THE RAPPER TURNED ROCKER

Right about now Lil Wayne can do no wrong—or so he thinks. But the multiplatinum rapper is set to release a guitar-fueled rock album, Rebirth, this month, and hip-hop history says give it up, not turn it loose.

Photographs by Teddy Lee/Retna, Jason Kempin/WireImage.com, and Bazel Tiyde/Retna Ltd.

Right about now Lil Wayne can do no wrong—or so he thinks. But the multiplatinum rapper is set to release a guitar-fueled rock album, Rebirth, this month, and hip-hop history says give it up, not turn it loose. Ever since Run-DMC co-opted "Walk This Way," the rock form has tempted rap acts. For every crossover hit like Cypress Hill's "(Rock) Superstar," there are countless duds littering the discount bins—see Ice-T's ill-fated band Body Count, Whitey Ford Sings the Blues from House of Pain's Everlast, and Mos Def's second solo effort, The New Danger, the response to which sent him running back to full-fledged hip-hop. Weezy does have one thing going for him: The Grammy winner, who's already huge in rock-loving red states, will be putting out his new album just as tired rap-rockers Limp Bizkit kick off a world tour—and an attempt at rebirth is always better than a rehash. Matt Hendrickson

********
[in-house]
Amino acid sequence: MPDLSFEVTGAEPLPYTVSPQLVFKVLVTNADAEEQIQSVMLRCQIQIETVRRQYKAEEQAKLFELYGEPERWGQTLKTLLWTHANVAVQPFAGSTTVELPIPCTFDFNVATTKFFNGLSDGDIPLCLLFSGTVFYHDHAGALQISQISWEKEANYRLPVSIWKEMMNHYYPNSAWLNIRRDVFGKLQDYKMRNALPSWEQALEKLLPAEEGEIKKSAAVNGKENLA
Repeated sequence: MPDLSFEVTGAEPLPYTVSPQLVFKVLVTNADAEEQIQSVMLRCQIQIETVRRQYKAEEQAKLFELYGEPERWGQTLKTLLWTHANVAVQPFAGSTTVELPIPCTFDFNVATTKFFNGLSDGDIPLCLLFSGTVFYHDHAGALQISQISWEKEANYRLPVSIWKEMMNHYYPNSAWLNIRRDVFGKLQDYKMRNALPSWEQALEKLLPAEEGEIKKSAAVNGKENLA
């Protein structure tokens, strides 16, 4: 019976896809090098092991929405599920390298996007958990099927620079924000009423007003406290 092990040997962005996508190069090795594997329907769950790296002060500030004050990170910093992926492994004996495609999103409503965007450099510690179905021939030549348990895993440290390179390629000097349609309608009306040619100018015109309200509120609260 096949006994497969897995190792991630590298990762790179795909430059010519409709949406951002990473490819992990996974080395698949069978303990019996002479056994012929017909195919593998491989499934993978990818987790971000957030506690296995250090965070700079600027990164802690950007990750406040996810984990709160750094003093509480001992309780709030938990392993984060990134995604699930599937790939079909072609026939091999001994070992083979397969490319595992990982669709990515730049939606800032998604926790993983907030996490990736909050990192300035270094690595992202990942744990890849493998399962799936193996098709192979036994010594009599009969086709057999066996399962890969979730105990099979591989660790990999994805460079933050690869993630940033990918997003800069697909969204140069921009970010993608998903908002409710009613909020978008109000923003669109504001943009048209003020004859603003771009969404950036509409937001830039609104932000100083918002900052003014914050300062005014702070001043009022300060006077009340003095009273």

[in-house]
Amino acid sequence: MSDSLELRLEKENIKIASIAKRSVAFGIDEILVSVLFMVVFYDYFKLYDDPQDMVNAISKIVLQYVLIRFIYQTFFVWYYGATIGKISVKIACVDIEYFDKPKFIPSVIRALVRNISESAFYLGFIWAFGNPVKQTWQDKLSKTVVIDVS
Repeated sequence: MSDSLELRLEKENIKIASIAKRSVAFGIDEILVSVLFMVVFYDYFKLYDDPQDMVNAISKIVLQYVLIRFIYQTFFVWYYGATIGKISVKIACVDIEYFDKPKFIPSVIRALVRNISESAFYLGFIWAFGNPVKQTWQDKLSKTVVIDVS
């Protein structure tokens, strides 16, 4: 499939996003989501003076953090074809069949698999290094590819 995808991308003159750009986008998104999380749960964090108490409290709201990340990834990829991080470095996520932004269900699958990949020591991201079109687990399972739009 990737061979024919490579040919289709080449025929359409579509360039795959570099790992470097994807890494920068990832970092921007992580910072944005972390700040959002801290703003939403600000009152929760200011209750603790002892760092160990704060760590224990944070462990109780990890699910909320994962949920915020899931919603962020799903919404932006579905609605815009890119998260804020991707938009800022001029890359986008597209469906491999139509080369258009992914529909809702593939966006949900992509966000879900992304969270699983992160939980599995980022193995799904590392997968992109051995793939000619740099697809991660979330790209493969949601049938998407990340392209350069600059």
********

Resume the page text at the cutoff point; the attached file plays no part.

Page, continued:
The music video for "Prom Queen," Rebirth's first single

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